Can you hear the lament of nostalgia? Some would say e-books are killing the indie bookstores and the beat-nik culture that embraced it so many years ago. And the closing of mega-box bookstores show their visible scars on urban sprawl — vacant Border’s blot the four corners of my hometown.
The closings of these stores and the scattering of the people who congregated them could be a reflection of a recovering economy, but it’s more a sign of changing times.
But what are ebooks doing to the environment? We are increasingly a more environmentally-conscious people, and technology is reflecting this with the rise of e-books and their e-readers. We have come to realize and embrace the printed book is a significant waste of energy, water and paper.
Writing for the San Francisco Chronicle, Nancy Davis Kho tells us the “National Resources Defense Council estimates the U.S. publishing industry uses more than 1.5 million metric tons of paper each year.” An earlier study estimates that each printed book produces 8.85 pounds of carbon dioxide. So when we think about the environmental impact of e-books, part of the answer is simple. There are no trees used in the production of an e-book. So they do, in fact, save the environment.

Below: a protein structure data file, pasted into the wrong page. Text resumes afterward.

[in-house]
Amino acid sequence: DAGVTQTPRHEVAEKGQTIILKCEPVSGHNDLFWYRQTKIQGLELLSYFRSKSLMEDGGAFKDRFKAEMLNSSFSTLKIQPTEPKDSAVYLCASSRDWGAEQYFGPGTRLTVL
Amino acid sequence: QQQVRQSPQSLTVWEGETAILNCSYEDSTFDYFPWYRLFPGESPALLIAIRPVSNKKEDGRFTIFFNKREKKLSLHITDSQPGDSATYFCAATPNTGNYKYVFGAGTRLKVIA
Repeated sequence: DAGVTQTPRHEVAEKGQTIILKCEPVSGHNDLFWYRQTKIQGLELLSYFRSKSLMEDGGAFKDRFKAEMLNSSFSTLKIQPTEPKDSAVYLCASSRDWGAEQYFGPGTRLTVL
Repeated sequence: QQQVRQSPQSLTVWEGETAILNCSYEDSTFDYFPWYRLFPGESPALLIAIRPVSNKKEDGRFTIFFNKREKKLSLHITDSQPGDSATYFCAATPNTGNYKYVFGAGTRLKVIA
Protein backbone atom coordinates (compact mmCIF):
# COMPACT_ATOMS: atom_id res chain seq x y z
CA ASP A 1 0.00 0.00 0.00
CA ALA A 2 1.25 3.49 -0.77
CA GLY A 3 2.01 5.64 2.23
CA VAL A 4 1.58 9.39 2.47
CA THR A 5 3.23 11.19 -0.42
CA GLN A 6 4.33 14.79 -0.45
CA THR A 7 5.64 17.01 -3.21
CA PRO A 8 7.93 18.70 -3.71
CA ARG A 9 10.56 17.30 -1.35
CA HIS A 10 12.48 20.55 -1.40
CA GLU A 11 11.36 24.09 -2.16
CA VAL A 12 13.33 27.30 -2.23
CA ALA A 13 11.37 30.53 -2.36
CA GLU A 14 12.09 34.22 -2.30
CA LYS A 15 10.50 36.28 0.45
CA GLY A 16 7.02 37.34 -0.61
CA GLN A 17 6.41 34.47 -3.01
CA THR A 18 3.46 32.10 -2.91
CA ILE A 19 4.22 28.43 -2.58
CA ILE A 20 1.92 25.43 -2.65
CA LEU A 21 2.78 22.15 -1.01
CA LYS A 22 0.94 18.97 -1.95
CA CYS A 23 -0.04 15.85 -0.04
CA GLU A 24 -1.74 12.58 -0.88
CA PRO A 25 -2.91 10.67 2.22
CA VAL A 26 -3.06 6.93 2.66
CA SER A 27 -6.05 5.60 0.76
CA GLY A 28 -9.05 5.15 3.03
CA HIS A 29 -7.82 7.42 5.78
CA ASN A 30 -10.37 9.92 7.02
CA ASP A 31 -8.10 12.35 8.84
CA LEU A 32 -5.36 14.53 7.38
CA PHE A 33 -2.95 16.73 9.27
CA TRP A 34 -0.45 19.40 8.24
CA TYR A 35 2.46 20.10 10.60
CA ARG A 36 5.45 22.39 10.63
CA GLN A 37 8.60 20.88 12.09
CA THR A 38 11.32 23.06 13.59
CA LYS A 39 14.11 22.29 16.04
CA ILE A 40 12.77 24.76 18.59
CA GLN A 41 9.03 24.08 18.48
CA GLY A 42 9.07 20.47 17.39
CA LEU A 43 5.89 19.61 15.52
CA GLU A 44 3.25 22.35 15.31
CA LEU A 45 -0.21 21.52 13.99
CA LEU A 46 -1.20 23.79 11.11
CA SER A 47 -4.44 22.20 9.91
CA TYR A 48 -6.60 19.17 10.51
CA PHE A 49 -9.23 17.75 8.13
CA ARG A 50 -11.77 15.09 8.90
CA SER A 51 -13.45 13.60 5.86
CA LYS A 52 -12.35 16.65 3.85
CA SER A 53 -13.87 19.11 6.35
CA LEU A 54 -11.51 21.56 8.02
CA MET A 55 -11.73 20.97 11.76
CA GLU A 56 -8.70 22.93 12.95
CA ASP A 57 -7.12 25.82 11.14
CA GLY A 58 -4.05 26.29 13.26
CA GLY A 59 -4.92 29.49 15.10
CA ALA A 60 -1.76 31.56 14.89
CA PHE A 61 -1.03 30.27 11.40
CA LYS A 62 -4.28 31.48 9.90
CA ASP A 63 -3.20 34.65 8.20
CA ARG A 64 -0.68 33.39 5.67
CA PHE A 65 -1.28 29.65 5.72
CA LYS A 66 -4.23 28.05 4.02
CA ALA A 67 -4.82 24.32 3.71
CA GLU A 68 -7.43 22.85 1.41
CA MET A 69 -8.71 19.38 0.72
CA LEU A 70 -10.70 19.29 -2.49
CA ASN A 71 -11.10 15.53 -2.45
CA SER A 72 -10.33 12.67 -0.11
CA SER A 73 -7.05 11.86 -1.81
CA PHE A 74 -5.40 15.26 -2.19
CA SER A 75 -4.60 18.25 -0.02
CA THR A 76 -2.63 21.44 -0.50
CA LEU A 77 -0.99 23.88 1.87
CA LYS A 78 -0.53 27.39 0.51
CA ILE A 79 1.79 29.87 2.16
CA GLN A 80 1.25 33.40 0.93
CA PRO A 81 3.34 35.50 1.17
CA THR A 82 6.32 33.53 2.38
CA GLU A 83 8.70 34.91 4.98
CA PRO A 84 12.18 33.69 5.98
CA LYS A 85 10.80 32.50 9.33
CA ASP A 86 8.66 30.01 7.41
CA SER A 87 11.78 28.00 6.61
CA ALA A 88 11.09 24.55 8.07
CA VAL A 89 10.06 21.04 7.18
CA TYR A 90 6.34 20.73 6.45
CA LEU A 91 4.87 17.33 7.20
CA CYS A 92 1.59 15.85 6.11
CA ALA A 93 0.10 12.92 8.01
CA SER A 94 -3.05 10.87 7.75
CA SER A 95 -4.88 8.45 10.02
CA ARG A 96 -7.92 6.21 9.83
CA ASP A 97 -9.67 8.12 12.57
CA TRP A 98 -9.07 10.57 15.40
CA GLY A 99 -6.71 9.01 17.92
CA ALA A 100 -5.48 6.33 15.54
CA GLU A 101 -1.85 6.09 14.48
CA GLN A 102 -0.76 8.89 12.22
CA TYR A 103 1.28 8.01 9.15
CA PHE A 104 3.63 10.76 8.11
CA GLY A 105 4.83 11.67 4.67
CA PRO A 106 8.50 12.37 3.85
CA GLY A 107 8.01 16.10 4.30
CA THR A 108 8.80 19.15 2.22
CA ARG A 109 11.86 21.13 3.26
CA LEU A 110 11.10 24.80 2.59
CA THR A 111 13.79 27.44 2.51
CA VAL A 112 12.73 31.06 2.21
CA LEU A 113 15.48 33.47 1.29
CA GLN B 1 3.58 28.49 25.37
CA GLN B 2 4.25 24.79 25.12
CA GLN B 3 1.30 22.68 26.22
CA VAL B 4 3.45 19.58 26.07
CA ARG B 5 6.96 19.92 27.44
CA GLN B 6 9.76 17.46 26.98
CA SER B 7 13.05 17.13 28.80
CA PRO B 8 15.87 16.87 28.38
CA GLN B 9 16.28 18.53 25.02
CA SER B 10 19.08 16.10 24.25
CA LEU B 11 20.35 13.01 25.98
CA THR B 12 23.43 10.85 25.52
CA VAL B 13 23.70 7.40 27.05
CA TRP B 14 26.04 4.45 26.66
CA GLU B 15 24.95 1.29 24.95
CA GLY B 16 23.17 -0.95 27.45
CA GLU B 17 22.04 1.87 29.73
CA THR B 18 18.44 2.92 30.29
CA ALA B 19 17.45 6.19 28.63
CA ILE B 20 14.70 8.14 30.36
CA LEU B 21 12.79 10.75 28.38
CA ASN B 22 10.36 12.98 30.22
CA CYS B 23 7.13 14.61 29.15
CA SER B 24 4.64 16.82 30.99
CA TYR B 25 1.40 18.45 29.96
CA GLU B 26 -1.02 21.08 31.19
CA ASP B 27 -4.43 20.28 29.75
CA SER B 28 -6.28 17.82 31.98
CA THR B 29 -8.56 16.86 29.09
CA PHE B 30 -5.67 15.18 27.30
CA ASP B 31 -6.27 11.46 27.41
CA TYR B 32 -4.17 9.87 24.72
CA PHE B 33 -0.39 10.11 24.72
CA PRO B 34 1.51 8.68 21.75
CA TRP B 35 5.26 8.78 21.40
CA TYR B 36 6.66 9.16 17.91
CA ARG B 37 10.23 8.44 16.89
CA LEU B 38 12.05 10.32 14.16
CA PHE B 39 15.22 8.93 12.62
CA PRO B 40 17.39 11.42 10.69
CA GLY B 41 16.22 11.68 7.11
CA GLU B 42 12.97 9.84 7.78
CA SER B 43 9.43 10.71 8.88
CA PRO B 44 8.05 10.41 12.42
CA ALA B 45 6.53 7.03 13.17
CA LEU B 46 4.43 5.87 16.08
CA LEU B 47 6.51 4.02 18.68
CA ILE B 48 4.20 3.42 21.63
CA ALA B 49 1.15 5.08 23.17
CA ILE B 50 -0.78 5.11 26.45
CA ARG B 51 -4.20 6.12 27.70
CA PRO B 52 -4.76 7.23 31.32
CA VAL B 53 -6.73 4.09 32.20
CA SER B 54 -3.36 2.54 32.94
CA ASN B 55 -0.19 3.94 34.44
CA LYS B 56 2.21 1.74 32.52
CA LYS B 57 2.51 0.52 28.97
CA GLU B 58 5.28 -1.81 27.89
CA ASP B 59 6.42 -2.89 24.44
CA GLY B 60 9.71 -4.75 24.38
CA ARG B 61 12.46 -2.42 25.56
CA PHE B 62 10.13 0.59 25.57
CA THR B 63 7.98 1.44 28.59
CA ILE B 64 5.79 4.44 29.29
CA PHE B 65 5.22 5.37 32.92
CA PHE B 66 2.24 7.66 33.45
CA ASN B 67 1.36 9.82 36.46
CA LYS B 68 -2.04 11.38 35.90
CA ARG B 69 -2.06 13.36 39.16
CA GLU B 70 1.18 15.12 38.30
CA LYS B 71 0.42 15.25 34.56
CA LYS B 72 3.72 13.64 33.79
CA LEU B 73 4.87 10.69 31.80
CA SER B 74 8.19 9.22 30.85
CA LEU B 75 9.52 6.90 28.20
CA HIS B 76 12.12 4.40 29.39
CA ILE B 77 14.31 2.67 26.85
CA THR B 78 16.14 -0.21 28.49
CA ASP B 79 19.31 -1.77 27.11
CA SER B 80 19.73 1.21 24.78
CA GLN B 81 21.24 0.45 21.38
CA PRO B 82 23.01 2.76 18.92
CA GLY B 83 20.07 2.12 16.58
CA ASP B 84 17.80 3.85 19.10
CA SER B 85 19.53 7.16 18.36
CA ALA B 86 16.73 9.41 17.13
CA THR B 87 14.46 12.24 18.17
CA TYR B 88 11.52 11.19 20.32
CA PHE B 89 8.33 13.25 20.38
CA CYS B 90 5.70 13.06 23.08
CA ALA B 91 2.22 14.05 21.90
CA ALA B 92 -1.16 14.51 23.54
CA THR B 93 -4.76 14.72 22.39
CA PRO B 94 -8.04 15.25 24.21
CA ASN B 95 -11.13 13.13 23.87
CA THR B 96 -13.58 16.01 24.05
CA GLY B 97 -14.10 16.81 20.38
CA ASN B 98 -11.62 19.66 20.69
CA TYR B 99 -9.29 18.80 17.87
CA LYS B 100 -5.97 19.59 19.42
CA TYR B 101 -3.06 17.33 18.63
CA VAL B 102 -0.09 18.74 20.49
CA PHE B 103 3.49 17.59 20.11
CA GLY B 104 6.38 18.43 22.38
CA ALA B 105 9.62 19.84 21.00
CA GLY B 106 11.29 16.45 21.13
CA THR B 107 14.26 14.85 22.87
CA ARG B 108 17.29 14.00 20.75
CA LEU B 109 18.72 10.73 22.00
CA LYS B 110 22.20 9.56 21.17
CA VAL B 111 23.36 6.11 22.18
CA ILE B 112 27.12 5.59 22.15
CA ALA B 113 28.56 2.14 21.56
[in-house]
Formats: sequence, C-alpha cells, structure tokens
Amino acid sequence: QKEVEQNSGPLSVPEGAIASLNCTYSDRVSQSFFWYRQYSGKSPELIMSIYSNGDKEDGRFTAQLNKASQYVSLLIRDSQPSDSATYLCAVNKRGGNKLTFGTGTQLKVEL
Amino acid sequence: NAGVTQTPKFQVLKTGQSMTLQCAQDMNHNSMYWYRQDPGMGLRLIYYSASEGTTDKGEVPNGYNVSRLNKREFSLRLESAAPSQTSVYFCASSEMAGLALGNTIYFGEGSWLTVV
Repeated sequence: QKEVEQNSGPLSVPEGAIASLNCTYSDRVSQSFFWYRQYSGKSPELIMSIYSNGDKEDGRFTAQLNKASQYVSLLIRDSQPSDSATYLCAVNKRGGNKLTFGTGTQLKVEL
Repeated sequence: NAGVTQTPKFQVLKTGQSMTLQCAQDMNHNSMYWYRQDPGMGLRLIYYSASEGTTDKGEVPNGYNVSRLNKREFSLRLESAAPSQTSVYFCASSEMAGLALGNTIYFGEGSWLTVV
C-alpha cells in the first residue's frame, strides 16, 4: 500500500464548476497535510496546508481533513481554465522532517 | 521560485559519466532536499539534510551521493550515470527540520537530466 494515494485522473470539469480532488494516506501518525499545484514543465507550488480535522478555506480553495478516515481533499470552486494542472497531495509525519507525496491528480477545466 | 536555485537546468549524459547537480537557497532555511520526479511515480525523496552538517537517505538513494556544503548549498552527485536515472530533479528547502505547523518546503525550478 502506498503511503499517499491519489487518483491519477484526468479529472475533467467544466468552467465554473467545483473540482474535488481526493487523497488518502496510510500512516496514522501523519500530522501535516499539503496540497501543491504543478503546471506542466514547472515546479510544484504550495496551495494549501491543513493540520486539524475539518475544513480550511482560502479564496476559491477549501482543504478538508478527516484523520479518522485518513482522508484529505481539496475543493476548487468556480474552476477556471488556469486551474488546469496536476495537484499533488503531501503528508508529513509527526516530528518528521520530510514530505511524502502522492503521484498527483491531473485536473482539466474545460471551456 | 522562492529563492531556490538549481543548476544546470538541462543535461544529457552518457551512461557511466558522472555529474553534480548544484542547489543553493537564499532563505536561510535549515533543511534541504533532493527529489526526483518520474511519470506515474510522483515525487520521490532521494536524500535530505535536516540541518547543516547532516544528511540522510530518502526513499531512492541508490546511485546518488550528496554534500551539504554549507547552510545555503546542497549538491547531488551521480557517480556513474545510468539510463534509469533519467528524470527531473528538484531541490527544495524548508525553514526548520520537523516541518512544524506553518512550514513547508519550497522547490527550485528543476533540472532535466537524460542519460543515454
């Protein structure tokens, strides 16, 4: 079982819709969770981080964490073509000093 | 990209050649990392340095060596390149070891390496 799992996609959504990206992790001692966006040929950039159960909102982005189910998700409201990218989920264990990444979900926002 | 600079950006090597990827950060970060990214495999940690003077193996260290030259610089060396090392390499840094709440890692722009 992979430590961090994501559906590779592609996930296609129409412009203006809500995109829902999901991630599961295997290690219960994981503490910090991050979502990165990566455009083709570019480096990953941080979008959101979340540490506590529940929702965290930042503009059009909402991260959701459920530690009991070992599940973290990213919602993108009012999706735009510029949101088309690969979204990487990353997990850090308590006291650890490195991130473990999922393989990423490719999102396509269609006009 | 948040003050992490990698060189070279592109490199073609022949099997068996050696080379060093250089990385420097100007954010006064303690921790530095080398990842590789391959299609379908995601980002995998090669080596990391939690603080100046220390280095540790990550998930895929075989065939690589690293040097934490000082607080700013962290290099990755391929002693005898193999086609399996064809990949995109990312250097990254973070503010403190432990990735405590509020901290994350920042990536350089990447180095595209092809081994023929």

But that’s where the easy answer stops, because the evidence is sketchy that e-readers have a lower carbon impact. Recently, however, The Cleentech Group found Kindles fully offset its carbon emissions if users read a ton — more than 22 e-books a year, and additional years of use result in net carbon savings equivalent to and average of 168 kilograms of carbon dioxide. Raz Godelink, CEO of Eco-Libris, says e-books can be a greener option if people read more and do not upgrade their e-reader devices often.
“A New York Times analysis seems to support Raz’s conclusion and it says that an e-reader can offset around 40 books,” Akhila Vijayaraghavan of Triple Pundit tells us. “Therefore, if you replace five books a year, it will take around eight years before you’ve offset your carbon footprint.”
So what will become of the indie bookstores, and those congregating at what was once, Seattle’s Best in Border’s? They will adapt. Perhaps, the e-book will spawn new communities and book clubs at cafes and pubs, or under a shade tree that was saved because a logging company didn’t cut it down.
What’s for certain — e-books won’t impact the environment unless we act. Given the figures, we better start tuning out reality TV and tune into more reading. That’s where we’ll see the benefit.